The Hollywood Professional Association (HPA), which is now part of SMPTE, plans to host its annual Tech Retreat event in Indian Wells, California in a couple of weeks. One of the topics will be a special afternoon session on AR/VR on Feb. 20 called TR-X. We listened in to a webcast and question and answer session conducted by the organizers of the session; Lucas Wilson of SuperSphereVR and Marcia Jastrow of the Technicolor Experience Center.
In opening remarks for the webinar, Wilson and Jastrow said that TR-X is not a typical VR seminar, but a fact-based, action-oriented workshop to understand, engage, and plan for the future of VR as it becomes a part of an executable workflow and the journey of the story. Speakers from all aspects including game production, live action, 360 audio and the future of AR/VR will be there.
The webinar then shifted to answering audience questions such as, “why does VR create such an emotional connection?” Wilson answered this one but started by giving a little background on his company explaining that they have done about 60-70 VR deliverables so far, so he has some relevant experience here. He explained that they did an interview with Michelle Obama in the White House about year ago and they captured it in 360-degree video. He compared watching this VR experience to being in the White House vs. the 2D version of looking at the White House.
Jastrow noted the emotional connection many felt when immersed in the plight of refugees vs. just watching a 16:9 image. “Immersion matters,” she said. “It is about presence.”
Another question focused on the lack of standards and both agreed this was a big problem right now. Content needs to be mastered separately for all the various headsets and phone-based devices and it is impossible to get a consistent image. “If you can tell me how to ensure the red pixel on the Samsung Gear headset matches the one on my monitor, I want to know about it,” said Wilson. “There are way too many places along the chain where the image can get stepped on and we can’t control it. In addition, the displays and optics need a lot of improvement.”
Jastrow noted that they are creating color LUTs for each headset, but they need to know more about the distribution pipeline. “This is not like a video production where you just create derivatives and send it everywhere. It is much more complicated.”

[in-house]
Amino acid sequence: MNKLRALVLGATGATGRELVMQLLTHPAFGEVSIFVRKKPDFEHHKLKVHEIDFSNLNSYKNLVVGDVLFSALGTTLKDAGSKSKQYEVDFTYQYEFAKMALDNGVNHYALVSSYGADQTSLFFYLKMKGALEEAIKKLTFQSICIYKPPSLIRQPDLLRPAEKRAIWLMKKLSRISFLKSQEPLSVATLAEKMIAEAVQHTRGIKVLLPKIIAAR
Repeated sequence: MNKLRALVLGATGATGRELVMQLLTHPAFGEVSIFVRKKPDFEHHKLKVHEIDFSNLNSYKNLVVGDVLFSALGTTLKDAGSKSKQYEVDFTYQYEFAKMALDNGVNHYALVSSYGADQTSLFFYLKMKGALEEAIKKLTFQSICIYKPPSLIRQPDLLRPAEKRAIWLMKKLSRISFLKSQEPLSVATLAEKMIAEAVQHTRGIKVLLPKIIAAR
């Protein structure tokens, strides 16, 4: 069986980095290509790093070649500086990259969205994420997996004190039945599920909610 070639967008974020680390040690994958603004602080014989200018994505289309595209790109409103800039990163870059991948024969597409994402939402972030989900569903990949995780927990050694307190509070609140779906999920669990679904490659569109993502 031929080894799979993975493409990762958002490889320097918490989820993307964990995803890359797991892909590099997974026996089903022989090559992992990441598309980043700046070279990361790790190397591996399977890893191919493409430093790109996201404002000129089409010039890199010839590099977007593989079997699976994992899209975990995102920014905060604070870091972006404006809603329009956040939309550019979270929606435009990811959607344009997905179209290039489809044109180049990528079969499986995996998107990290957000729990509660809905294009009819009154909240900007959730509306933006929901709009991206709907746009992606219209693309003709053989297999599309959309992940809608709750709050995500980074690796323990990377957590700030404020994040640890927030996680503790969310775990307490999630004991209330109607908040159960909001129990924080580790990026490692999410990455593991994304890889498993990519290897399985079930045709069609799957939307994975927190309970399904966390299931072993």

Wilson also responded to a question by offering his definition of VR. He said the difference between 360-degree video and VR is that VR adds some interactivity and the ability to change the story. Jastrow considers AR, VR and MR as all immersive media and agreed that interactivity is what helps to define this new medium.
In terms of adoption, Wilson thinks it will be a few years before higher performance headsets are low cost enough to start to have a big impact on the market. In the meantime, mobile VR will drive the market. He pointed to a recent 360-degree video posted by SpaceX that received over 1 million views in the first few days.
In terms of workflows, both agreed that there are two kinds: game-based and live production. Live production is not necessarily live to air, but follows conventional video production techniques. Yes, the cameras are different and you have to stitch the images together, but you still have all the other elements of a conventional video shoot including audio, color, editing, etc. Some of the tools are different, but the pipeline is very similar.
Game-based content follows a more game developers workflow and uses those tools sets, although they did not provide much insight into this during the webinar.
Both also believe 360-degree audio is important in VR and needs a lot of work. Wilson said they are working with some very high profile musicians to try to understand this medium and create new listening experiences. Jastrow noted that this is her focus area right now and they are bringing in outside experts to try to improve this.
We also asked both what they thought were the top three areas of improvement that are needed in VR. Jastrow said compression was high on her list as well as latency and a better user interface and end user education. If you are not a gamer, you may not be comfortable with hand controllers,” she said. “While the technology needs to improve, good story telling can hide some of the inadequacies of the technology in the short term,” she continued.
Wilson said his top concern was hygiene. “Sharing a headset in a public space can be disgusting as people sweat in them and worse. I have to worry about this a lot. In addition, most headsets have bad optics, bad ergonomics and inadequate displays.”
The final question asked how they felt about location based VR. Jastrow said is was “awesome” and noted how she had just checked out the new IMax VR Center in LA which consists of a pod concept with players moving from room to room – and they had good hygiene.
Wilson called this segment “incredible” and said that in addition to the room-scale VR experiences, there are also the more stationary chair-based types.
Both concluded by noting that VR is alive and well in Hollywood with lots of content creation on-going. Come to HPA to learn more, they said. – CC